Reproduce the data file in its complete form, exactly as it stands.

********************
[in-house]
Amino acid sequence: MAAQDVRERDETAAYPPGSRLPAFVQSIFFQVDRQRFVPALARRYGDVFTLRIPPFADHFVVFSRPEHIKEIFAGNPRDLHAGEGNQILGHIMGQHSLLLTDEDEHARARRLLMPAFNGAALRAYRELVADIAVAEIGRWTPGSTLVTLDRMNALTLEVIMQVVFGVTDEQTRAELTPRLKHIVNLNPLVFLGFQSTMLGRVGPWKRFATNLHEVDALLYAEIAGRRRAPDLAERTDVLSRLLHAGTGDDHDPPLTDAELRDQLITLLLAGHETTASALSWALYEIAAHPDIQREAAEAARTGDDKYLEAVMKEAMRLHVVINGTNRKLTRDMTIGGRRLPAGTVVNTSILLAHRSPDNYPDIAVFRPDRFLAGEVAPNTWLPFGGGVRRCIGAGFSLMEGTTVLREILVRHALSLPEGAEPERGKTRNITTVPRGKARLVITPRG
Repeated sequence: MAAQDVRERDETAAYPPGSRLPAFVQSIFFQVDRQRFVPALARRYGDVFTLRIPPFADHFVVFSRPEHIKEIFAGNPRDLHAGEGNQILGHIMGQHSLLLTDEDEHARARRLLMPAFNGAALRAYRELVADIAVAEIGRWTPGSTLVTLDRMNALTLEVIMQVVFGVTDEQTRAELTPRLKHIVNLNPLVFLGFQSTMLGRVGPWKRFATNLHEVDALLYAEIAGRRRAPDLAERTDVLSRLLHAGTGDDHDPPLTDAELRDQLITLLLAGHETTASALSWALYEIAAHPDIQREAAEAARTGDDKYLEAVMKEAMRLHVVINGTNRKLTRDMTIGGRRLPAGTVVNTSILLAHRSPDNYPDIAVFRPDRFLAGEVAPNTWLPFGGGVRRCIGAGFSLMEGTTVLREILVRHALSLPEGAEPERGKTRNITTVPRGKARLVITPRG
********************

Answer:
[in-house]
Amino acid sequence: MAAQDVRERDETAAYPPGSRLPAFVQSIFFQVDRQRFVPALARRYGDVFTLRIPPFADHFVVFSRPEHIKEIFAGNPRDLHAGEGNQILGHIMGQHSLLLTDEDEHARARRLLMPAFNGAALRAYRELVADIAVAEIGRWTPGSTLVTLDRMNALTLEVIMQVVFGVTDEQTRAELTPRLKHIVNLNPLVFLGFQSTMLGRVGPWKRFATNLHEVDALLYAEIAGRRRAPDLAERTDVLSRLLHAGTGDDHDPPLTDAELRDQLITLLLAGHETTASALSWALYEIAAHPDIQREAAEAARTGDDKYLEAVMKEAMRLHVVINGTNRKLTRDMTIGGRRLPAGTVVNTSILLAHRSPDNYPDIAVFRPDRFLAGEVAPNTWLPFGGGVRRCIGAGFSLMEGTTVLREILVRHALSLPEGAEPERGKTRNITTVPRGKARLVITPRG
Repeated sequence: MAAQDVRERDETAAYPPGSRLPAFVQSIFFQVDRQRFVPALARRYGDVFTLRIPPFADHFVVFSRPEHIKEIFAGNPRDLHAGEGNQILGHIMGQHSLLLTDEDEHARARRLLMPAFNGAALRAYRELVADIAVAEIGRWTPGSTLVTLDRMNALTLEVIMQVVFGVTDEQTRAELTPRLKHIVNLNPLVFLGFQSTMLGRVGPWKRFATNLHEVDALLYAEIAGRRRAPDLAERTDVLSRLLHAGTGDDHDPPLTDAELRDQLITLLLAGHETTASALSWALYEIAAHPDIQREAAEAARTGDDKYLEAVMKEAMRLHVVINGTNRKLTRDMTIGGRRLPAGTVVNTSILLAHRSPDNYPDIAVFRPDRFLAGEVAPNTWLPFGGGVRRCIGAGFSLMEGTTVLREILVRHALSLPEGAEPERGKTRNITTVPRGKARLVITPRG